A seven-year-old girl came out of the water screaming, after picking up what she thought were pink sunglasses at Lawrencetown Beach, says mother Kristy Legge.
It wasn’t until her daughter came up close that Legge saw what was going on.
“She was screaming like I’ve never heard before,” Legge says. “We’re all looking at her hand and she has tentacles, bluish-grey tentacles, wrapped around all of her fingers.”
Legge says he was grateful Maria was wearing a one-piece bathing suit, so only her fingers were caught.
Maria’s father carried her to the lifeguard station, Legge says.
Several other people at the beach noticed the commotion and noticed the creature had washed up on the beach, she says. Someone had suggested it was a Portuguese man o’ war, she says.
Legge says the lifeguard didn’t know how to treat Maria, so they decided to take her to IWK immediately. They also took the man o’ war in a plastic bag.
She says Maria started feeling nauseous and said the pain was travelling up her arm.
“On the car ride out, she was actually feeling cold, suffering from shock, and she fell asleep,” Legge says.
“It was really scary… She wasn’t doing very well at all.”
When the family arrived to the hospital, Legge says doctors also weren’t sure what they were looking at but concluded it was probably a man-of war.
Doctors monitored Maria’s heart rate and gave her a vinegar bath, which Legge says is extremely painful.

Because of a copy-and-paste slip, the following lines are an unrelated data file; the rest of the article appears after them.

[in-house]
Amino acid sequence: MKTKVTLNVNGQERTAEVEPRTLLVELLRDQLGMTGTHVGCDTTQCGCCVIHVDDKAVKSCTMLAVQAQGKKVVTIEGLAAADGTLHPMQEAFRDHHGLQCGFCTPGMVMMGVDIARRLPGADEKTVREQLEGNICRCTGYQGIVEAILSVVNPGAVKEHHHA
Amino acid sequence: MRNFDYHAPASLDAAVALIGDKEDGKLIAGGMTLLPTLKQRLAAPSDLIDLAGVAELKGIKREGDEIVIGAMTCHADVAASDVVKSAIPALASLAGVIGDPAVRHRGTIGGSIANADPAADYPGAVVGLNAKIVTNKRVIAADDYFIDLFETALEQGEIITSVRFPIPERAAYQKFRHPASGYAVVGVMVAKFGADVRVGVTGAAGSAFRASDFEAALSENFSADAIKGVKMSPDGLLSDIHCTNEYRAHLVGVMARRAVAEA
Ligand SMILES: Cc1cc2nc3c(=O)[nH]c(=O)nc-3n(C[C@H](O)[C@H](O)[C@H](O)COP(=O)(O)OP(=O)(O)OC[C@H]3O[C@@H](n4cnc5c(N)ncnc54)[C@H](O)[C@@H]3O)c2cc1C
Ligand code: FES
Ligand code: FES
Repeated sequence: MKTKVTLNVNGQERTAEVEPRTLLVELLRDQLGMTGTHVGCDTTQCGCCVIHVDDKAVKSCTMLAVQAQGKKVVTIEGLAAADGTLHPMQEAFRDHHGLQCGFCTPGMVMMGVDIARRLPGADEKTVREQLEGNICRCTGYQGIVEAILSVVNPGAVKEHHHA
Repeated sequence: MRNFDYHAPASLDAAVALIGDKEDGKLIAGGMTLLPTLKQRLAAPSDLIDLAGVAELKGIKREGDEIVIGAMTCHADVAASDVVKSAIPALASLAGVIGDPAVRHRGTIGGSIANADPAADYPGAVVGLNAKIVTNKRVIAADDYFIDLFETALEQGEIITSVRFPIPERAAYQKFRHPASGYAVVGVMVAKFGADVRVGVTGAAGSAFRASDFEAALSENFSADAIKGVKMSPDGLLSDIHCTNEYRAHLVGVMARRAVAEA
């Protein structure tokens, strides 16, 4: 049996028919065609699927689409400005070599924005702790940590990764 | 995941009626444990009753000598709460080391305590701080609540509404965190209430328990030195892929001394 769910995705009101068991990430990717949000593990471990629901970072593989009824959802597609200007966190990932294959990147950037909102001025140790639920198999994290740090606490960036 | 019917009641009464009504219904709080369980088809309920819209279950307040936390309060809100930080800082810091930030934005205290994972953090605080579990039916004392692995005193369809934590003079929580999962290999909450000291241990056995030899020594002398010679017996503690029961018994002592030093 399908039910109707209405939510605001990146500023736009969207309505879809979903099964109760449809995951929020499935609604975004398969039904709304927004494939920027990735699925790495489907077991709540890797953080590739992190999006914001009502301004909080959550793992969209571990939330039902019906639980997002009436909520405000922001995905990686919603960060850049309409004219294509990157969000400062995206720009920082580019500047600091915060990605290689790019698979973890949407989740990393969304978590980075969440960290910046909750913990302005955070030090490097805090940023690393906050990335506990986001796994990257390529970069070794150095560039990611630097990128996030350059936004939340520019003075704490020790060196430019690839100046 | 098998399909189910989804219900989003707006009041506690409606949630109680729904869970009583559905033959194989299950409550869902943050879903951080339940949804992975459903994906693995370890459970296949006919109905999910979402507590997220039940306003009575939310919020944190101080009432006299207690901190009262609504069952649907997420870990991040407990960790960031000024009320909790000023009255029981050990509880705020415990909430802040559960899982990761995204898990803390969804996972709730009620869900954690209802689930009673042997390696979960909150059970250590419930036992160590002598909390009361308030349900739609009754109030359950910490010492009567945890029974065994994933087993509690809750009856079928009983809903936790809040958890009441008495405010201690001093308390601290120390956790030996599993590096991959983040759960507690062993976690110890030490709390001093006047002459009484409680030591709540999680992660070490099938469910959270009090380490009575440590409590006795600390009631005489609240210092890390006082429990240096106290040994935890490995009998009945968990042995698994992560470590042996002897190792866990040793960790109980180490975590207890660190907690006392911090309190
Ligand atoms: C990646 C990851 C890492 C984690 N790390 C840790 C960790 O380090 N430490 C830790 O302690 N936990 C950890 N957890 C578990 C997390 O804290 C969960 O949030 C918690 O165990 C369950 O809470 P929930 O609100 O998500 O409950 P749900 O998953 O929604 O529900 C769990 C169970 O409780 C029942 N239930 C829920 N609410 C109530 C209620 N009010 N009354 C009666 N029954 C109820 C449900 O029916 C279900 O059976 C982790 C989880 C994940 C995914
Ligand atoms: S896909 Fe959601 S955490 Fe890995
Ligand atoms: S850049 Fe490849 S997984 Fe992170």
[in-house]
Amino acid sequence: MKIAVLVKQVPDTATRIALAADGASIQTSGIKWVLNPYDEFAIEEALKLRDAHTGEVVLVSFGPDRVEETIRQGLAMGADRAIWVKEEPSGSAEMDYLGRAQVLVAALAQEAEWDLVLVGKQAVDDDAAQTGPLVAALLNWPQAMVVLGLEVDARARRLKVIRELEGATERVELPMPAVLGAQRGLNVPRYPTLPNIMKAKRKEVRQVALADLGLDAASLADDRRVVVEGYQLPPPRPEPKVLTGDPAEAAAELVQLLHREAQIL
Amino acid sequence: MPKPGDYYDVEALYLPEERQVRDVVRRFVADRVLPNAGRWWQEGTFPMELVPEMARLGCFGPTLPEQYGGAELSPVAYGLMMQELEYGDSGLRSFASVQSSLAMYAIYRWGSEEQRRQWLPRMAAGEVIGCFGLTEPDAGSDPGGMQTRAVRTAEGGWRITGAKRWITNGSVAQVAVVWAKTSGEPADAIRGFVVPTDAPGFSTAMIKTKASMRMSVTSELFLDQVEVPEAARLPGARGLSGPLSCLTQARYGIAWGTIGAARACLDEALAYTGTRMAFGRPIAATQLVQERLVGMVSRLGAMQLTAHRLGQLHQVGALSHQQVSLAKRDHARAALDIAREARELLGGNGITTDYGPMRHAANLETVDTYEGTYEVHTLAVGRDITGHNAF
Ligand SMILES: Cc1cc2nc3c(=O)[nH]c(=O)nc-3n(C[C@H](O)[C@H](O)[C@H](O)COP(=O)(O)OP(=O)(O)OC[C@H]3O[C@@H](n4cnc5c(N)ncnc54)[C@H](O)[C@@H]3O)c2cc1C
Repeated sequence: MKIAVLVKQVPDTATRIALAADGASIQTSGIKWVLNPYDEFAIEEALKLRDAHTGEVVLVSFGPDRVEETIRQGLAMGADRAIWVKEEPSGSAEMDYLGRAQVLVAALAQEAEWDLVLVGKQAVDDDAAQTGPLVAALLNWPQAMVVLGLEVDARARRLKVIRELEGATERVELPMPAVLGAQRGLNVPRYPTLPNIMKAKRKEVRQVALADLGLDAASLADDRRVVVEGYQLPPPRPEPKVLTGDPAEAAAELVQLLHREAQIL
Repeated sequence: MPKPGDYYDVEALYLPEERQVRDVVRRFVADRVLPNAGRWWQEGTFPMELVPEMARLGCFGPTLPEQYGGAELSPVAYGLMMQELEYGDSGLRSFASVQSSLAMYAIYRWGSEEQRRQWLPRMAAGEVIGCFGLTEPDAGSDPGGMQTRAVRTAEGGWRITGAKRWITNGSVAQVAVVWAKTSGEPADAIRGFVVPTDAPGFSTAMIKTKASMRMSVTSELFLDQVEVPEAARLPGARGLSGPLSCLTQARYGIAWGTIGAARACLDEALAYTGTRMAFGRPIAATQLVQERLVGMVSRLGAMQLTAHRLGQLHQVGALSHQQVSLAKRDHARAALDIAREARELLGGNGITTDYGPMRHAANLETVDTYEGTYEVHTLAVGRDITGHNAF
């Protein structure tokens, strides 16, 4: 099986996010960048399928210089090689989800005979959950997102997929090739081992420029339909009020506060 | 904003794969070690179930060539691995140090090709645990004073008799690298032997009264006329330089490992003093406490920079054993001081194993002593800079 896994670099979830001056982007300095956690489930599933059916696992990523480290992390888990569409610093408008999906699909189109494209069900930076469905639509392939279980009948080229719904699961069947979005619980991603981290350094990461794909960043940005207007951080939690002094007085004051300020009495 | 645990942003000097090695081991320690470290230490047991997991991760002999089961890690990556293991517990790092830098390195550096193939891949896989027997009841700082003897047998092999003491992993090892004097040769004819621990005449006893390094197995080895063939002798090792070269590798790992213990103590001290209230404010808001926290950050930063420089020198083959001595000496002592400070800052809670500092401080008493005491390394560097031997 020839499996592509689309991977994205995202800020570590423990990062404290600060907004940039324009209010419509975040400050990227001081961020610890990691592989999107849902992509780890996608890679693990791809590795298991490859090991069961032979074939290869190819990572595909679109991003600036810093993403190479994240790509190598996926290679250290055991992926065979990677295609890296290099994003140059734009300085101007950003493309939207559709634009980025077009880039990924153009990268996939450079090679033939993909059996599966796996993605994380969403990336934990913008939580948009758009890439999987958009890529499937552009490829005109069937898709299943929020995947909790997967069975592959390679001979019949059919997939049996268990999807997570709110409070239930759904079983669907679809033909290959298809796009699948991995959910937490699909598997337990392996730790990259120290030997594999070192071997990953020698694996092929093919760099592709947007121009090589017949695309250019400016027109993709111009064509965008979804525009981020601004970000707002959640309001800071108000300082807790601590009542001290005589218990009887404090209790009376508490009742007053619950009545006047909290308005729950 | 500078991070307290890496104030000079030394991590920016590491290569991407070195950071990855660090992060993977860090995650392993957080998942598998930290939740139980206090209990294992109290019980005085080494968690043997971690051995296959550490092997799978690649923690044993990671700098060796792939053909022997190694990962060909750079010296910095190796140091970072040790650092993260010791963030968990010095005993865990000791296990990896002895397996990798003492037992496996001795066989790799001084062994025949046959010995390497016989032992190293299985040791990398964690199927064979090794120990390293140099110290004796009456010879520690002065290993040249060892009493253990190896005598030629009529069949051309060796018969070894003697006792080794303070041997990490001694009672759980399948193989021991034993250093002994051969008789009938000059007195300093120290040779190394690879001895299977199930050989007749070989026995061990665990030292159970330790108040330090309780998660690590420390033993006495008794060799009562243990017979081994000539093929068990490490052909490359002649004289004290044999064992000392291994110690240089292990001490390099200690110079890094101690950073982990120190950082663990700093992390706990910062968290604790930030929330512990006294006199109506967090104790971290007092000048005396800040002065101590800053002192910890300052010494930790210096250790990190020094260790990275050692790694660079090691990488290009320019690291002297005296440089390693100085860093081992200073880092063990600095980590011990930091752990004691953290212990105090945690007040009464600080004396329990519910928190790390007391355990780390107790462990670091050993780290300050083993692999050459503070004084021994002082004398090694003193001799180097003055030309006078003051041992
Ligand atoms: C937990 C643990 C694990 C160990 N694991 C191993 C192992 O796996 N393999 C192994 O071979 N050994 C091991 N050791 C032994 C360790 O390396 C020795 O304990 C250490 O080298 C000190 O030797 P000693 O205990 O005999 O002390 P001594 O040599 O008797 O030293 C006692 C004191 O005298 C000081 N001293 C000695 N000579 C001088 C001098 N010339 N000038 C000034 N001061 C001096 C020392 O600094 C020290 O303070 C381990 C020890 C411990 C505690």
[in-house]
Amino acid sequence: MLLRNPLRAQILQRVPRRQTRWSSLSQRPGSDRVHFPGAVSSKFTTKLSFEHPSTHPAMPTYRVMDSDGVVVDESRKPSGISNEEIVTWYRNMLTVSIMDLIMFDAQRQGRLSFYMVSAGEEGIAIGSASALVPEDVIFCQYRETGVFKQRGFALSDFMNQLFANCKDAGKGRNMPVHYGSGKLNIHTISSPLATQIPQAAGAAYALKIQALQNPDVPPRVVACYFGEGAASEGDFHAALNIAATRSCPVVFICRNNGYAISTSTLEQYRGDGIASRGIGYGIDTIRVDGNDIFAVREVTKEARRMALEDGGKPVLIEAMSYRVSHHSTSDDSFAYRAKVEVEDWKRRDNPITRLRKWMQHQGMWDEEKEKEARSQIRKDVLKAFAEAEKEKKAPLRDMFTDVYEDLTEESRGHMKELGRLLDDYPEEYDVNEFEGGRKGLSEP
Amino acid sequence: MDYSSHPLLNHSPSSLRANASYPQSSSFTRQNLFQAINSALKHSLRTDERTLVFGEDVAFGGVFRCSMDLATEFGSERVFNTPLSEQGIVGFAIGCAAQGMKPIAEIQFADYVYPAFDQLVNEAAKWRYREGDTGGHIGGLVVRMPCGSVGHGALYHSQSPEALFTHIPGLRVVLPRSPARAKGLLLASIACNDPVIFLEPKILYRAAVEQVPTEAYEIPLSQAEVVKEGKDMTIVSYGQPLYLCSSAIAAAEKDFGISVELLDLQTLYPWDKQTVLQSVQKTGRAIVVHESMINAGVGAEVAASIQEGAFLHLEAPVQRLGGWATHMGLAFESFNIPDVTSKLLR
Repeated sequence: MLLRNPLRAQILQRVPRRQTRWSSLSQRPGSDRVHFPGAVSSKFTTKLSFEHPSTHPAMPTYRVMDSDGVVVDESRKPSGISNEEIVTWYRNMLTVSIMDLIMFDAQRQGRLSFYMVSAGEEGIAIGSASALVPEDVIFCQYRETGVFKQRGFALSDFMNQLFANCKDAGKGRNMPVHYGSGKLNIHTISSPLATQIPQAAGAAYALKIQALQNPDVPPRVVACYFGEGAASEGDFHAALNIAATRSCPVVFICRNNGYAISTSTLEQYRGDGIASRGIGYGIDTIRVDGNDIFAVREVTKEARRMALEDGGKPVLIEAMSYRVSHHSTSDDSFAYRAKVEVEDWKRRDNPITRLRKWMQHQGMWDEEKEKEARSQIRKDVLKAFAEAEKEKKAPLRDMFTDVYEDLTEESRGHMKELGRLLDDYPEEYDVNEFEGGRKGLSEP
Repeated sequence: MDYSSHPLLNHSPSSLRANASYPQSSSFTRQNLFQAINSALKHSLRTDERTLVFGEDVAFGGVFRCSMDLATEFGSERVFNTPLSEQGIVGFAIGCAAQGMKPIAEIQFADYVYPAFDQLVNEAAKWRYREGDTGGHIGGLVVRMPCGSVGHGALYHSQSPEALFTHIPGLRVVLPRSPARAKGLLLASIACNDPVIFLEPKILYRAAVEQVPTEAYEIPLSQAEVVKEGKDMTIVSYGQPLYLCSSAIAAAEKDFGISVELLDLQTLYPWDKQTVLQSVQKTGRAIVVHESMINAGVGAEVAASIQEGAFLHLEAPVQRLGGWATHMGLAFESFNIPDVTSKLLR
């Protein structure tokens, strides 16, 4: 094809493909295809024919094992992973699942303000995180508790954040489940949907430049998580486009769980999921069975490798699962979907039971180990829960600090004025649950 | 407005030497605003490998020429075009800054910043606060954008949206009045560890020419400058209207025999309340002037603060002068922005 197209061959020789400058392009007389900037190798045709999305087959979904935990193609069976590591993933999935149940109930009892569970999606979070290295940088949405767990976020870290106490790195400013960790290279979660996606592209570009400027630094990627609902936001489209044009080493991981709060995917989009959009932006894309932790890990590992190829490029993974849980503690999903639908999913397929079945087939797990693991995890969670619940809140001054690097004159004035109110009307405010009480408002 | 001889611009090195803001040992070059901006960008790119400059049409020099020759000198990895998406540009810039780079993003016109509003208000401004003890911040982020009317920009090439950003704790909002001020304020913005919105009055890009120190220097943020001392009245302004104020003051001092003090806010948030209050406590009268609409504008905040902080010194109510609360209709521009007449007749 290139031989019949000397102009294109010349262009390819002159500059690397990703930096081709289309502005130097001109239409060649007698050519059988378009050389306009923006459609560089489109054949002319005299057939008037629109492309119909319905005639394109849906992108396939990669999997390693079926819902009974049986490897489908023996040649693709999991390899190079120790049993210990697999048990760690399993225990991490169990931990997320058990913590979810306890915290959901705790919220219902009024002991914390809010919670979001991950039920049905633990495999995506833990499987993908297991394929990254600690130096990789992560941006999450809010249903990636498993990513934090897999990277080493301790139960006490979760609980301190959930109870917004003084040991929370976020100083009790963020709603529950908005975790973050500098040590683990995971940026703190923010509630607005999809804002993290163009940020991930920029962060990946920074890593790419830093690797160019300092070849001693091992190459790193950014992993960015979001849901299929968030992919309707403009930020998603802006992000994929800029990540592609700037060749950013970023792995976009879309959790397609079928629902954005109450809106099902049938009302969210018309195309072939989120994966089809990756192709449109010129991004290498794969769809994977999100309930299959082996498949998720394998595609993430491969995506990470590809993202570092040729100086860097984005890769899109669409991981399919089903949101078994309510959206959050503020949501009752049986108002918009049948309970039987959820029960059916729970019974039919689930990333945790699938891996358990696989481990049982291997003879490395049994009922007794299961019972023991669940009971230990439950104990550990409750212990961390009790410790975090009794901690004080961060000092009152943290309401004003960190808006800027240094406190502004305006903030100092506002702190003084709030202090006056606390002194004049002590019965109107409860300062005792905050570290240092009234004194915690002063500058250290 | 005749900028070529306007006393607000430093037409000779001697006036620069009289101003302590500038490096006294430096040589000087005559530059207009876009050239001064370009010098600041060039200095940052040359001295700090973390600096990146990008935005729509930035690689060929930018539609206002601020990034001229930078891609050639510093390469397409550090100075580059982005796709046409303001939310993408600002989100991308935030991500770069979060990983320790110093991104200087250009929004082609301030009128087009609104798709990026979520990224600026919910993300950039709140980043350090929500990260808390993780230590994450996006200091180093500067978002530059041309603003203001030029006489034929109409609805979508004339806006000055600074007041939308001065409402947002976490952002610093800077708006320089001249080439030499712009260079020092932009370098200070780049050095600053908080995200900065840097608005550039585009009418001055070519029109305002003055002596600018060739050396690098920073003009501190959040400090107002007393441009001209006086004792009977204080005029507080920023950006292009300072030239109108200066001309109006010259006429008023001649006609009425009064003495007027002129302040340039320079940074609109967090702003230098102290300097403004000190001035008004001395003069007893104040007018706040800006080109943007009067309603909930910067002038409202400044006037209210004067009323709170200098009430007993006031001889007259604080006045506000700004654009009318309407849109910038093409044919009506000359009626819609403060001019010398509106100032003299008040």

After a few hours, Maria was sent home with some ibuprofen for pain, Legge says.
“She’s doing much better today… It’s still swollen and tender to touch,” she says.
Legge says luckily Maria isn’t scared of the beach now and is eager to get back in the water.
However, Legge says she hopes residents take this as a warning to keep their eyes out and be careful when visiting a beach.
Aaron MacNeil, a Dalhousie University professor of marine biology, says it’s possible, but not common, to see a Portuguese man-of-war in the Nova Scotia area.
“This year is a particularly warm year in the North Atlantic, so we expect to see these tropical species more often,” MacNeil says.
And he says if there was one man o’ war, there are likely more around.
He says they often wash up and reach the shallow end.
“Even though the animal might be dead, the tentacles themselves can still have these stingers in them,” MacNeil says. “We have to be careful not to pick them up and certainly not touch the tentacles,” he says.
He says if someone does get a man o’ war wrapped around them, it is most important not to just rub it off.
“It can just spread those stinging cells all over your arm,” he says. “You want to carefully pick off the tentacles and unwrap yourself.”
He says vinegar is a standard treatment for any marine life sting, but an even better trick is covering the area with shaving cream and pulling a razor over it carefully.
“This will pull out the stingers and neutralize any other cells that could potentially sting you, remaining on your arm,” MacNeil says.